A robot-filled, architectural marvel in North Carolina is the library of the future

By Sangeeta Singh-Kurtz for qz.com

Overlooking Lake Raleigh on North Carolina State University’s (NCSU) campus is a gleaming, colossal structure. It’s a library, but quite unlike any you’ve probably ever seen before. Designed by Norwegian architecture firm Snøhetta (best known for its work on the Bibliotheca Alexandrina in Egypt) the $150 million James B. Hunt Jr. Library is an architectural marvel. It has the sleek look of an Apple store and is shaped a bit like an enormous, platinum stapler; its facade, shimmering in the late July sunshine, appears to be threaded together, a look inspired by a robust history of textile technology on campus. It stands out keenly against the neo-Georgian red brick buildings that make up most of the University’s Centennial Campus, but would be just as eye-catching in another setting.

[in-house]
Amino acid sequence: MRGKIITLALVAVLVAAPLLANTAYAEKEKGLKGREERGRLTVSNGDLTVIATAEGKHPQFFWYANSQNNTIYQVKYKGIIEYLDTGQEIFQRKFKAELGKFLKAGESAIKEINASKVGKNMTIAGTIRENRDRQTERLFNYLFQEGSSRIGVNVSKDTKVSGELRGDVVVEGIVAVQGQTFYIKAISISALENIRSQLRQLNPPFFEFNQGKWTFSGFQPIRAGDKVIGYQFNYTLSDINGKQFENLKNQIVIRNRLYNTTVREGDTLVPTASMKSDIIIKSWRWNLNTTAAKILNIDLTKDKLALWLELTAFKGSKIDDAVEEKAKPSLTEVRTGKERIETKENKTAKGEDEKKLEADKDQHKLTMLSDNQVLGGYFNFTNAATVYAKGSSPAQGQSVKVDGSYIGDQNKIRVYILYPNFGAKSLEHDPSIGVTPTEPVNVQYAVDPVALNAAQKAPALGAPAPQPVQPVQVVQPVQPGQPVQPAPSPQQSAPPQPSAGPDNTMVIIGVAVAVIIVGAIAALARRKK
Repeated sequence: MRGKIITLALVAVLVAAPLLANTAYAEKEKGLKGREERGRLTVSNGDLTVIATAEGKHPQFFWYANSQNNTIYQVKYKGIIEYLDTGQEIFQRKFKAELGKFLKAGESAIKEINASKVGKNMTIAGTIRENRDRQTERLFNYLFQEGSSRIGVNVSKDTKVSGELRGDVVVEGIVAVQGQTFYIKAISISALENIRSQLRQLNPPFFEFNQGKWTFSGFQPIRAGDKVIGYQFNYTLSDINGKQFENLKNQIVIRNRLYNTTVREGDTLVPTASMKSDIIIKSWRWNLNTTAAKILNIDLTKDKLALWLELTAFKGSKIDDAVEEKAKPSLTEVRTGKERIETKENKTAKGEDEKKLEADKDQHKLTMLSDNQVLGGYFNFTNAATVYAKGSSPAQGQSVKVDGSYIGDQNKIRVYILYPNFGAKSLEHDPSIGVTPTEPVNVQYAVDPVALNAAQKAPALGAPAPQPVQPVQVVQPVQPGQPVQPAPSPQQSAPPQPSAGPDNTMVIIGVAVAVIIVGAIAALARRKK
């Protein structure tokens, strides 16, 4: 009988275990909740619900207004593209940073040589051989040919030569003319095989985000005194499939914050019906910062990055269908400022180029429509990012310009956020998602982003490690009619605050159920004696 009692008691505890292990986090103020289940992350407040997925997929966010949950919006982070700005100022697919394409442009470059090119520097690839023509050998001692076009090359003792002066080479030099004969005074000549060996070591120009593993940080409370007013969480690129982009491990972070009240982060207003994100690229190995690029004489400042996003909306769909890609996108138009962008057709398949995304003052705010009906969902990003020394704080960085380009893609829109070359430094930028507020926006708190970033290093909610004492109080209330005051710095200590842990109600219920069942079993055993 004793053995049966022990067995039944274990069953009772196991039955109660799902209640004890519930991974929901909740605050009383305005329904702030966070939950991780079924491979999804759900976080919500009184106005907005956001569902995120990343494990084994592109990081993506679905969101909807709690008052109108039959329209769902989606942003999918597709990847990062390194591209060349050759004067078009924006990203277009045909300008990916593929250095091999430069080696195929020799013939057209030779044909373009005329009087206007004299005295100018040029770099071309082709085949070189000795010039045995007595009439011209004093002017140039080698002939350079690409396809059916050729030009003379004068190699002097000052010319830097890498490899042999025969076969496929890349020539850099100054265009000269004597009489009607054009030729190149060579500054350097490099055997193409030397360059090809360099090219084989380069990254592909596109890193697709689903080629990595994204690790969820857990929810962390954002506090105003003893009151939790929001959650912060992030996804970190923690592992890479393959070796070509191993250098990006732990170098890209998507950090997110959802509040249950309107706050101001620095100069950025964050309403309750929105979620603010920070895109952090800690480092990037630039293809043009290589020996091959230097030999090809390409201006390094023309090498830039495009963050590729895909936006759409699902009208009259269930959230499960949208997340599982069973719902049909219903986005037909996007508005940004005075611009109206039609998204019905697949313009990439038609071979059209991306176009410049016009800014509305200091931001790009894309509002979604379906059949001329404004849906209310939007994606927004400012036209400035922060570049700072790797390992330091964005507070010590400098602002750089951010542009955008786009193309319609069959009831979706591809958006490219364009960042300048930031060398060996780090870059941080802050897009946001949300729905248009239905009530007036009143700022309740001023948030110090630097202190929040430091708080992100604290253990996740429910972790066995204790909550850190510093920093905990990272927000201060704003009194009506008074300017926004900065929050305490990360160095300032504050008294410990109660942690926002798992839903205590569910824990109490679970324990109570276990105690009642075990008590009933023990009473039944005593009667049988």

The five-floor building covers more than 230,000 square feet (more than 21,000 square meters) and can hold up to 1,700 students. In fact, a major impetus for its construction was to increase the amount of seating and study spaces for students, but in the aftermath of 2008 financial crisis, its budget was cut by $11 million, which meant the library would have to use less material and effectively be smaller in size. Rather than discouraging administrators, it forced them to innovate.

Public libraries remain a critical public resource, but as budgets have been slashed and information digitized over the last several decades, many have been forced to adapt from book-storage rooms to high-tech public spaces. Indeed, libraries in urban areas remain an important space for those residents with limited incomes, education, and access to resources. By reimagining the relationship between information and technology and how humans interact with both, Hunt’s designers created a unique space in which the community can learn, create, or simply gather.

Read more here.

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